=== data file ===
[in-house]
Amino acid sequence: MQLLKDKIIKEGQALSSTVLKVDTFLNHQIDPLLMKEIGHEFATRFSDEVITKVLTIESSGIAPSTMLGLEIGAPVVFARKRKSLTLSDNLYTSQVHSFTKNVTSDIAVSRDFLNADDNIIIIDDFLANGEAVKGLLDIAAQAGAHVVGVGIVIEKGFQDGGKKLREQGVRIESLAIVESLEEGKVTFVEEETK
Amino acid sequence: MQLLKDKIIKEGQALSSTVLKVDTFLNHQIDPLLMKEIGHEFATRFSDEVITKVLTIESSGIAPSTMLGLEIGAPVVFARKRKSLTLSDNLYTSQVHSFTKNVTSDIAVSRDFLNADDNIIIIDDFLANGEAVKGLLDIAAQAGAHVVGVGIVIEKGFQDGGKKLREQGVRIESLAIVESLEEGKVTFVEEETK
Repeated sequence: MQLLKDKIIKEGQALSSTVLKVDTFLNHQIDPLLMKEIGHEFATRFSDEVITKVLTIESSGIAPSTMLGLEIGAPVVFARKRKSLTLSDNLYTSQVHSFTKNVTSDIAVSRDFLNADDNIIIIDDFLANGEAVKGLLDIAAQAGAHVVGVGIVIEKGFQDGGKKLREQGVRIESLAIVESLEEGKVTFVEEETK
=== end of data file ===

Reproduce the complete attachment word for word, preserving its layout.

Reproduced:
[in-house]
Amino acid sequence: MQLLKDKIIKEGQALSSTVLKVDTFLNHQIDPLLMKEIGHEFATRFSDEVITKVLTIESSGIAPSTMLGLEIGAPVVFARKRKSLTLSDNLYTSQVHSFTKNVTSDIAVSRDFLNADDNIIIIDDFLANGEAVKGLLDIAAQAGAHVVGVGIVIEKGFQDGGKKLREQGVRIESLAIVESLEEGKVTFVEEETK
Amino acid sequence: MQLLKDKIIKEGQALSSTVLKVDTFLNHQIDPLLMKEIGHEFATRFSDEVITKVLTIESSGIAPSTMLGLEIGAPVVFARKRKSLTLSDNLYTSQVHSFTKNVTSDIAVSRDFLNADDNIIIIDDFLANGEAVKGLLDIAAQAGAHVVGVGIVIEKGFQDGGKKLREQGVRIESLAIVESLEEGKVTFVEEETK
Repeated sequence: MQLLKDKIIKEGQALSSTVLKVDTFLNHQIDPLLMKEIGHEFATRFSDEVITKVLTIESSGIAPSTMLGLEIGAPVVFARKRKSLTLSDNLYTSQVHSFTKNVTSDIAVSRDFLNADDNIIIIDDFLANGEAVKGLLDIAAQAGAHVVGVGIVIEKGFQDGGKKLREQGVRIESLAIVESLEEGKVTFVEEETK